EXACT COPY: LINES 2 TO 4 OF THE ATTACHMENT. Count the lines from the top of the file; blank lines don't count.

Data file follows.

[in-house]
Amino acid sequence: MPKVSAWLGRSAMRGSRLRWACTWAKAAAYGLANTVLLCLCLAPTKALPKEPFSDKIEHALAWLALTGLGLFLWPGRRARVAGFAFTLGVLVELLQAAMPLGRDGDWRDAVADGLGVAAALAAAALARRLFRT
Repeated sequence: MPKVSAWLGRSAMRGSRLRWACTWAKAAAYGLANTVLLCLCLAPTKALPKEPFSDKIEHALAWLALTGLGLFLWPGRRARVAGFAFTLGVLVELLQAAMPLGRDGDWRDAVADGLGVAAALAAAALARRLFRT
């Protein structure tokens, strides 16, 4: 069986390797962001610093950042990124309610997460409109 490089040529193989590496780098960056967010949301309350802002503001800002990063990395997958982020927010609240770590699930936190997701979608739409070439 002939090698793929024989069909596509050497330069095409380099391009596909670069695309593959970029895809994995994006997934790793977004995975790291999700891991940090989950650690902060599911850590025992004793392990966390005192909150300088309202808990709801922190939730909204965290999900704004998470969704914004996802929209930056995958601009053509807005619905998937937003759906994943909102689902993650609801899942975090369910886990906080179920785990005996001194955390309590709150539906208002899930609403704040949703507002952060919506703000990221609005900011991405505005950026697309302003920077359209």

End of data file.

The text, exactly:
Amino acid sequence: MPKVSAWLGRSAMRGSRLRWACTWAKAAAYGLANTVLLCLCLAPTKALPKEPFSDKIEHALAWLALTGLGLFLWPGRRARVAGFAFTLGVLVELLQAAMPLGRDGDWRDAVADGLGVAAALAAAALARRLFRT
Repeated sequence: MPKVSAWLGRSAMRGSRLRWACTWAKAAAYGLANTVLLCLCLAPTKALPKEPFSDKIEHALAWLALTGLGLFLWPGRRARVAGFAFTLGVLVELLQAAMPLGRDGDWRDAVADGLGVAAALAAAALARRLFRT
């Protein structure tokens, strides 16, 4: 069986390797962001610093950042990124309610997460409109 490089040529193989590496780098960056967010949301309350802002503001800002990063990395997958982020927010609240770590699930936190997701979608739409070439 002939090698793929024989069909596509050497330069095409380099391009596909670069695309593959970029895809994995994006997934790793977004995975790291999700891991940090989950650690902060599911850590025992004793392990966390005192909150300088309202808990709801922190939730909204965290999900704004998470969704914004996802929209930056995958601009053509807005619905998937937003759906994943909102689902993650609801899942975090369910886990906080179920785990005996001194955390309590709150539906208002899930609403704040949703507002952060919506703000990221609005900011991405505005950026697309302003920077359209």